The weight of evidence from many large, international trials over a time frame of 20 years suggests that treatment with intravenous tissue Plasminogen Activator (tPA) can reduce the risk of death or disability following ischemic stroke at 3 to 6 months post-treatment. Since the fall of 2014, five major clinical trials of endovascular therapy with mechanical embolectomy were completed with results demonstrating significant improvement in patient outcomes based on the modified Rankin scale score at 90 days post-treatment, with one trial also demonstrating decreased mortality with endovascular therapy (Goyal et al, 2015; Campbell et al. 2015; Berkhemer et al, 2014; Saver et al, 2015, Davalos et al 2015).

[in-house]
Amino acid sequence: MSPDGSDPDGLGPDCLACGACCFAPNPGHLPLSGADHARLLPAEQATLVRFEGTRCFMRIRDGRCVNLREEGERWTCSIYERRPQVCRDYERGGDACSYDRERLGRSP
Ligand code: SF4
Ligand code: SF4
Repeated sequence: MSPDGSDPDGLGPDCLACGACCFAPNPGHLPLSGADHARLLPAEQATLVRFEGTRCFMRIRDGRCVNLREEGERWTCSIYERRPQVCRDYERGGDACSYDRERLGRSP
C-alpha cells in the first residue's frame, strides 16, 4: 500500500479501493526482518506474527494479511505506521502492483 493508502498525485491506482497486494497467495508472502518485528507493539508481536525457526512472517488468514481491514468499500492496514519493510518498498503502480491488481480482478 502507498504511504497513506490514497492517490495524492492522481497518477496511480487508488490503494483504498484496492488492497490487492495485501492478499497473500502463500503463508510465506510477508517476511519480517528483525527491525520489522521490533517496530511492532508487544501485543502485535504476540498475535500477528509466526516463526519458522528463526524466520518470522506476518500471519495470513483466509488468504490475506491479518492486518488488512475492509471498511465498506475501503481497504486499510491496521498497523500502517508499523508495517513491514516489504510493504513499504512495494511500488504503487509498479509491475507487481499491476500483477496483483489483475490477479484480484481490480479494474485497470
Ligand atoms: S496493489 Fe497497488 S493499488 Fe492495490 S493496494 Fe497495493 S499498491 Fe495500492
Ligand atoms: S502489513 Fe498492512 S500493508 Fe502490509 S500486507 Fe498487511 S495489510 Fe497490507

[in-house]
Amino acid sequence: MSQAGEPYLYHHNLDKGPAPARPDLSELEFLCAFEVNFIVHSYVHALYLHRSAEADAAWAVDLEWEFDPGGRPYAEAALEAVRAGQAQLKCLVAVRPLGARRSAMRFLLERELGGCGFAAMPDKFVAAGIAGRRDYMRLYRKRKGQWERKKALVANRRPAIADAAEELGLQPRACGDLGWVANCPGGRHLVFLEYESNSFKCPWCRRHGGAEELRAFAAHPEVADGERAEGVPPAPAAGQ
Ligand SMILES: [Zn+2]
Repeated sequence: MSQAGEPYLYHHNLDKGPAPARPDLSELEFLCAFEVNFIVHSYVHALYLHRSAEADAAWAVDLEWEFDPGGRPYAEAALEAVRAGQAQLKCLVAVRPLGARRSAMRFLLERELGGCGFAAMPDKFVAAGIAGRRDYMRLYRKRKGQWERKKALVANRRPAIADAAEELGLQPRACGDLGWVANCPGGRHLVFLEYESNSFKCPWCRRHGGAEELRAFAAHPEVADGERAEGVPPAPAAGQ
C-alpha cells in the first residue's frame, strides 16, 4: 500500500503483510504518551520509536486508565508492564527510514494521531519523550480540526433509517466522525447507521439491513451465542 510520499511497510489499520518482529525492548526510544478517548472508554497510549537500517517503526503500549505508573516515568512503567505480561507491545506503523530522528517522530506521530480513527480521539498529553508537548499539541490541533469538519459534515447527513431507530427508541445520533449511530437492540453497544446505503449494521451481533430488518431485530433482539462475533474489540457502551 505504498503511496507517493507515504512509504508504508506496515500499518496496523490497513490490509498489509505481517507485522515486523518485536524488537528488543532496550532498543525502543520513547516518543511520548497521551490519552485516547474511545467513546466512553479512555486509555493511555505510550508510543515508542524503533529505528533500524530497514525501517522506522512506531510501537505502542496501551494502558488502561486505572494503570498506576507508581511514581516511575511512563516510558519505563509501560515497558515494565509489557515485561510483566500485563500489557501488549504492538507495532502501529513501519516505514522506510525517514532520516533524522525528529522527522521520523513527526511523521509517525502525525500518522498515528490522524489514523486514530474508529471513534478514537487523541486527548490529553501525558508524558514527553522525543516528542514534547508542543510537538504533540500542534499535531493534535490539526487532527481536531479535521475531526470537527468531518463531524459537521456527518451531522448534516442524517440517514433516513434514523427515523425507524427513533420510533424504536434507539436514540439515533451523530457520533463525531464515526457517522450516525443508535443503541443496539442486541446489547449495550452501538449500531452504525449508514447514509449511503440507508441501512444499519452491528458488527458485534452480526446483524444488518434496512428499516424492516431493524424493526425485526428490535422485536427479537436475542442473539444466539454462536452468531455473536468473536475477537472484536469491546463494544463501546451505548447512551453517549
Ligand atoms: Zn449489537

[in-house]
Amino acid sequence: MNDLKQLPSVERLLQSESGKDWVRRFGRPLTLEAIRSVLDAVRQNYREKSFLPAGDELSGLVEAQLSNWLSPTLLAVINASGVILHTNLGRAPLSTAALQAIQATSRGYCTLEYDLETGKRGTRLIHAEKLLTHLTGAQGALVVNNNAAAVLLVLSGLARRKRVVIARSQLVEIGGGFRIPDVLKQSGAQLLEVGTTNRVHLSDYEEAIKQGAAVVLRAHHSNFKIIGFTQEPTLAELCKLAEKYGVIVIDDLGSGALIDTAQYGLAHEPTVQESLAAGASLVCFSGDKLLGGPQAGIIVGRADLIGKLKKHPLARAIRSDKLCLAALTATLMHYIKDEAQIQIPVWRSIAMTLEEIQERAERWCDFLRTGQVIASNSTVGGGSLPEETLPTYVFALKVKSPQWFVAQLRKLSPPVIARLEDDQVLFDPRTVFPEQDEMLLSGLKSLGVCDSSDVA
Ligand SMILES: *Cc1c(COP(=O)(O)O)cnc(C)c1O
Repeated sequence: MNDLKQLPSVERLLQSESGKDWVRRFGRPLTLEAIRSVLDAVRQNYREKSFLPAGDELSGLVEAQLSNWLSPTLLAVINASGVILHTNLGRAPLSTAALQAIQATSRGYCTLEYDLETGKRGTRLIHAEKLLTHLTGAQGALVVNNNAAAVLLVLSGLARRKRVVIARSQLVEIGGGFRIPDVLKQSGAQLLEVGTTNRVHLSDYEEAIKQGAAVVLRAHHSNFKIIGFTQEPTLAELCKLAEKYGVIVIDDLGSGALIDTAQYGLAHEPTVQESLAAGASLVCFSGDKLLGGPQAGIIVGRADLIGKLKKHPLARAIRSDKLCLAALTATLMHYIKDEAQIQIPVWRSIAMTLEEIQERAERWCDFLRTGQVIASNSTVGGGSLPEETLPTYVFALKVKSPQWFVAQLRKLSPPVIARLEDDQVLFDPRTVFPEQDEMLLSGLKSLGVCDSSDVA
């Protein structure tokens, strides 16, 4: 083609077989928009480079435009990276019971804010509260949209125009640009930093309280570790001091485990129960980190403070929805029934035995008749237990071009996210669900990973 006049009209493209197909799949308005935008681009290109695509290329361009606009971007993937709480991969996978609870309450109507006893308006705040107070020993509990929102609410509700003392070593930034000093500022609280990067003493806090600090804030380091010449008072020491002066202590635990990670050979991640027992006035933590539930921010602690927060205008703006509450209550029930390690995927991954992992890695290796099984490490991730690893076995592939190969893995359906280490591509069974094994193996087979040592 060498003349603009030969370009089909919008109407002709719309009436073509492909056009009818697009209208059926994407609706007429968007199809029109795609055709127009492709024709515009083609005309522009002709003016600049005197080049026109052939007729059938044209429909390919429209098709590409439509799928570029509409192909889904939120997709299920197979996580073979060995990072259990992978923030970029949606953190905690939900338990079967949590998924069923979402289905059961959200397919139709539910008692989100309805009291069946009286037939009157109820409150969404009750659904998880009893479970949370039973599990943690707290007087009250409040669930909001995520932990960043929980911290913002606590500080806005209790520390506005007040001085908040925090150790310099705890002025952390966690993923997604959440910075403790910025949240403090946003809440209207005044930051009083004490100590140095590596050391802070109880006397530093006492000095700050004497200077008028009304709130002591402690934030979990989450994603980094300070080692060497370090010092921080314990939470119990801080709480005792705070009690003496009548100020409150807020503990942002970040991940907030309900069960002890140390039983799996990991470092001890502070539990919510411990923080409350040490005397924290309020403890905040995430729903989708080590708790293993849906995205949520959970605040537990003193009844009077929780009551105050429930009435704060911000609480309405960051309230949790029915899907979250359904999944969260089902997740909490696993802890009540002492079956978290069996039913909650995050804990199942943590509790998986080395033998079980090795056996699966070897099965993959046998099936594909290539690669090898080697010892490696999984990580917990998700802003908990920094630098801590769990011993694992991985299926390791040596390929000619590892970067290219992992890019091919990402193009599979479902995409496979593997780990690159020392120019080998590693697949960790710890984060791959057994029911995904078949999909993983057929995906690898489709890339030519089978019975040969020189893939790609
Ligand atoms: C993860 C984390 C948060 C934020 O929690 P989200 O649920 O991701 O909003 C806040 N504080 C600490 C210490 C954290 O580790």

Intravenous Thrombolysis

The NINDS trial (1995) was one of the earliest, large trials, which was conducted in the USA. Patients were randomized to receive Alteplase or placebo within 3 hours of symptom onset. At 3 months, significantly more patients in the t-PA group had experienced a good outcome (using any one of the study’s 4 metrics), with no difference in 90-day mortality between groups. In contrast, patients who received Alteplase within 3 to 5 hours in the ATLANTIS trial (1999) were no more likely to have a good neurological or functional outcome at 90 days than patients in the placebo group.